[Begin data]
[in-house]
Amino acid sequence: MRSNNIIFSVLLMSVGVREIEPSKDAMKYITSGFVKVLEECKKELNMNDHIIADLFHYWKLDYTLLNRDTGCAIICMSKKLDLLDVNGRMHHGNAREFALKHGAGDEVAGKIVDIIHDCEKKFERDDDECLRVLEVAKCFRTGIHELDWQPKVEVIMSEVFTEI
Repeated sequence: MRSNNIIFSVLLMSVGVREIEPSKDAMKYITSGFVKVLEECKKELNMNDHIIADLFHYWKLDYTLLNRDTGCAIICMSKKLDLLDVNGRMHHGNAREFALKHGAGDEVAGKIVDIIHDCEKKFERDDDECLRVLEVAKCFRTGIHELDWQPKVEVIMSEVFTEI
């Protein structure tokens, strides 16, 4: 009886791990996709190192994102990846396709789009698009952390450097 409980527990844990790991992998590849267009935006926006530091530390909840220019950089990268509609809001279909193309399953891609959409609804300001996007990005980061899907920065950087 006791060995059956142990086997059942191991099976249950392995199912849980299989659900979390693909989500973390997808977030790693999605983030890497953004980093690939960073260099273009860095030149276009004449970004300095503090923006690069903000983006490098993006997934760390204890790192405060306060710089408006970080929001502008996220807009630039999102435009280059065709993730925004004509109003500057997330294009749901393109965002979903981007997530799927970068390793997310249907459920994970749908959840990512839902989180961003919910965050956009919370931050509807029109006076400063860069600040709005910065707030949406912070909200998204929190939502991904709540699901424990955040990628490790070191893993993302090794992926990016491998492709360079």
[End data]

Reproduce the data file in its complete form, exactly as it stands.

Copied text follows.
[in-house]
Amino acid sequence: MRSNNIIFSVLLMSVGVREIEPSKDAMKYITSGFVKVLEECKKELNMNDHIIADLFHYWKLDYTLLNRDTGCAIICMSKKLDLLDVNGRMHHGNAREFALKHGAGDEVAGKIVDIIHDCEKKFERDDDECLRVLEVAKCFRTGIHELDWQPKVEVIMSEVFTEI
Repeated sequence: MRSNNIIFSVLLMSVGVREIEPSKDAMKYITSGFVKVLEECKKELNMNDHIIADLFHYWKLDYTLLNRDTGCAIICMSKKLDLLDVNGRMHHGNAREFALKHGAGDEVAGKIVDIIHDCEKKFERDDDECLRVLEVAKCFRTGIHELDWQPKVEVIMSEVFTEI
């Protein structure tokens, strides 16, 4: 009886791990996709190192994102990846396709789009698009952390450097 409980527990844990790991992998590849267009935006926006530091530390909840220019950089990268509609809001279909193309399953891609959409609804300001996007990005980061899907920065950087 006791060995059956142990086997059942191991099976249950392995199912849980299989659900979390693909989500973390997808977030790693999605983030890497953004980093690939960073260099273009860095030149276009004449970004300095503090923006690069903000983006490098993006997934760390204890790192405060306060710089408006970080929001502008996220807009630039999102435009280059065709993730925004004509109003500057997330294009749901393109965002979903981007997530799927970068390793997310249907459920994970749908959840990512839902989180961003919910965050956009919370931050509807029109006076400063860069600040709005910065707030949406912070909200998204929190939502991904709540699901424990955040990628490790070191893993993302090794992926990016491998492709360079």